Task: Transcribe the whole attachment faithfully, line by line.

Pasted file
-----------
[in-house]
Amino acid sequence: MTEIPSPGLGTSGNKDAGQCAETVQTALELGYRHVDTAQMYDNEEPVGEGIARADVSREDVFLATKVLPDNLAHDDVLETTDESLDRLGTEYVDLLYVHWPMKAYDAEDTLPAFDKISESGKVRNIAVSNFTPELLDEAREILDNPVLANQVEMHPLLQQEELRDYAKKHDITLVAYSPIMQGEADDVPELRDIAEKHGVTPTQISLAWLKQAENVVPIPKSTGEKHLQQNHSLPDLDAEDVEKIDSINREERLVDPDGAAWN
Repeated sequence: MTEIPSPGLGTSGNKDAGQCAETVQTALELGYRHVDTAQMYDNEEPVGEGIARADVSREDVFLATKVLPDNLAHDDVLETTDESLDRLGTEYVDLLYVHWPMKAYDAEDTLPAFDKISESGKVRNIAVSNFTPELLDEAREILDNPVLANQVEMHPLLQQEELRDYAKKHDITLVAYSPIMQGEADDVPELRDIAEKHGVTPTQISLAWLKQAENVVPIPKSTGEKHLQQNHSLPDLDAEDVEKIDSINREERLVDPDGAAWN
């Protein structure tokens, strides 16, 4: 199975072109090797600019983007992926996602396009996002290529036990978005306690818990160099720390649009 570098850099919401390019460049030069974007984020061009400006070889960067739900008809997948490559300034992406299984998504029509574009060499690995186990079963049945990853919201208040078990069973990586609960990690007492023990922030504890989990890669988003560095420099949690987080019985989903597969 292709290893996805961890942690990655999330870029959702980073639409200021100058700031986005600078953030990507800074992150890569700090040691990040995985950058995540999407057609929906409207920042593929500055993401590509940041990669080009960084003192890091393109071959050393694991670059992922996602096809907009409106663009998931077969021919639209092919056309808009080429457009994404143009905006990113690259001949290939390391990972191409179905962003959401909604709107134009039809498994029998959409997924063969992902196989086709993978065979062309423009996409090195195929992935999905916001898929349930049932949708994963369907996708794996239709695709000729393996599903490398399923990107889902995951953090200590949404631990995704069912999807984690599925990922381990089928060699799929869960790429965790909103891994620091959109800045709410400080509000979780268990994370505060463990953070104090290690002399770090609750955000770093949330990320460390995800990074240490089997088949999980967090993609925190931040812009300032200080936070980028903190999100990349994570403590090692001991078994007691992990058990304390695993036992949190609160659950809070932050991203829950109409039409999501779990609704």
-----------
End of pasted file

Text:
[in-house]
Amino acid sequence: MTEIPSPGLGTSGNKDAGQCAETVQTALELGYRHVDTAQMYDNEEPVGEGIARADVSREDVFLATKVLPDNLAHDDVLETTDESLDRLGTEYVDLLYVHWPMKAYDAEDTLPAFDKISESGKVRNIAVSNFTPELLDEAREILDNPVLANQVEMHPLLQQEELRDYAKKHDITLVAYSPIMQGEADDVPELRDIAEKHGVTPTQISLAWLKQAENVVPIPKSTGEKHLQQNHSLPDLDAEDVEKIDSINREERLVDPDGAAWN
Repeated sequence: MTEIPSPGLGTSGNKDAGQCAETVQTALELGYRHVDTAQMYDNEEPVGEGIARADVSREDVFLATKVLPDNLAHDDVLETTDESLDRLGTEYVDLLYVHWPMKAYDAEDTLPAFDKISESGKVRNIAVSNFTPELLDEAREILDNPVLANQVEMHPLLQQEELRDYAKKHDITLVAYSPIMQGEADDVPELRDIAEKHGVTPTQISLAWLKQAENVVPIPKSTGEKHLQQNHSLPDLDAEDVEKIDSINREERLVDPDGAAWN
């Protein structure tokens, strides 16, 4: 199975072109090797600019983007992926996602396009996002290529036990978005306690818990160099720390649009 570098850099919401390019460049030069974007984020061009400006070889960067739900008809997948490559300034992406299984998504029509574009060499690995186990079963049945990853919201208040078990069973990586609960990690007492023990922030504890989990890669988003560095420099949690987080019985989903597969 292709290893996805961890942690990655999330870029959702980073639409200021100058700031986005600078953030990507800074992150890569700090040691990040995985950058995540999407057609929906409207920042593929500055993401590509940041990669080009960084003192890091393109071959050393694991670059992922996602096809907009409106663009998931077969021919639209092919056309808009080429457009994404143009905006990113690259001949290939390391990972191409179905962003959401909604709107134009039809498994029998959409997924063969992902196989086709993978065979062309423009996409090195195929992935999905916001898929349930049932949708994963369907996708794996239709695709000729393996599903490398399923990107889902995951953090200590949404631990995704069912999807984690599925990922381990089928060699799929869960790429965790909103891994620091959109800045709410400080509000979780268990994370505060463990953070104090290690002399770090609750955000770093949330990320460390995800990074240490089997088949999980967090993609925190931040812009300032200080936070980028903190999100990349994570403590090692001991078994007691992990058990304390695993036992949190609160659950809070932050991203829950109409039409999501779990609704």